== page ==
The team did very well, generally. All of the boys on the team had their respective talents; some were fast runners, some could throw the ball prodigious distances, and some could hit it even further — and coach Oberst used these abilities wisely and developed a strategy which helped them win the majority of their games. They played in regional tournaments, and if they didn’t win, they almost always made it to the finals, which itself is no mean feat. It was strange to wonder, though, 20 years later, as David looked at a photo taken after one of these winning games: why did he alone, standing on the edge of the small crowd of proud and elated boys, look so terribly unenthusiastic about the little plastic trophy he held in his hand? There, for example, was Jordan, blond and beautiful, a sumptuous grin spread across his face, laid out across home plate with his head propped up on one hand, looking a bit woozy, but nevertheless happier and prouder than any kid could possibly look. And it wasn’t until the next week, when over dinner David’s mother told him about the “relationship” between Coach Oberst and Marie Carmichael, that the penny dropped. And as he contemplated this thought that evening after dinner, he realized something of monumental importance.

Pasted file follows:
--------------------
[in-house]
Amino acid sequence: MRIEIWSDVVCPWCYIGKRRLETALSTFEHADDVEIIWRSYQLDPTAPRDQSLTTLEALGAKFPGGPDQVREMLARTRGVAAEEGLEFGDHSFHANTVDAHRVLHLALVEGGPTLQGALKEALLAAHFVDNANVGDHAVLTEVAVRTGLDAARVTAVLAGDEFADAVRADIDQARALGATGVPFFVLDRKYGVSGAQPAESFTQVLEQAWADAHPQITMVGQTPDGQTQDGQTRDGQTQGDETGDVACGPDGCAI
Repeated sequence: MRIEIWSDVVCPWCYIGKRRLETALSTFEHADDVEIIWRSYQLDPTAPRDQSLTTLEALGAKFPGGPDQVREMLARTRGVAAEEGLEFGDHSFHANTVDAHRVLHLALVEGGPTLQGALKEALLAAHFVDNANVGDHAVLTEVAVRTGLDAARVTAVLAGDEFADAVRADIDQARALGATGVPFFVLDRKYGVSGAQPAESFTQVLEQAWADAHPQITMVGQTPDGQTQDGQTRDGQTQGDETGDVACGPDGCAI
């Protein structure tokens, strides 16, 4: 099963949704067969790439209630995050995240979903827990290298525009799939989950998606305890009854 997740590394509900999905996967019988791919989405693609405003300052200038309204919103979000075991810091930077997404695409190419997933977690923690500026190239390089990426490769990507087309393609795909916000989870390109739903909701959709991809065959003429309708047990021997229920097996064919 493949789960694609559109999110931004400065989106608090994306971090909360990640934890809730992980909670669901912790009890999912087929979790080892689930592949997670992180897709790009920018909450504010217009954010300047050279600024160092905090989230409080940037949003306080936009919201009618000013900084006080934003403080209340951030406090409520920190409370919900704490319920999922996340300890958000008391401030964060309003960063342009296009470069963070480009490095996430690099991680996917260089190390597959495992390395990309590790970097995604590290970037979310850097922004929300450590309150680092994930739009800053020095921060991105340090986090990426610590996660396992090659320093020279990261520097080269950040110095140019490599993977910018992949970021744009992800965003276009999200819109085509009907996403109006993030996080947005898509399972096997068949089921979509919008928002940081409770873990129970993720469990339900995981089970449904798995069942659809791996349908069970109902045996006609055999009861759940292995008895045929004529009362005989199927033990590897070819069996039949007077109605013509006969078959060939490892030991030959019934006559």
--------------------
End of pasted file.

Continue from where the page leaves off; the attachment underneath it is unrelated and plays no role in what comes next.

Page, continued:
But I digress.
One clear-blue-sky sunny day in July, just an hour after the emerald green outfield had been mowed and the air was thick with the heady sweetness of eviscerated grass, the ball was pitched, and hit. It arced wide out into left field. Jordan was there, ready. He saw the ball coming his way, lost it in the glare of the sun, found it again, and began to run. He kept pace, eyes on the ball, running in that odd way that only outfielders have to – body turned away from home place, head craned up and back over their shoulder. The ball passed its apex and began to descend quickly, with Jordan striding apace underneath, looking like he might just get it. But alas, it scooted over for a home run, just an inch above the top of the fence. Jordan, on the other hand, hit the middle of the fence at top speed. He fell hard to the ground, got up almost immediately, took a few steps, stumbled, and fell again. Coach Oberst and the rest of his team rushed over to help Jordan, who, once revived, wobbled woozily back to the bench, arms over the shoulders of two supporting teammates.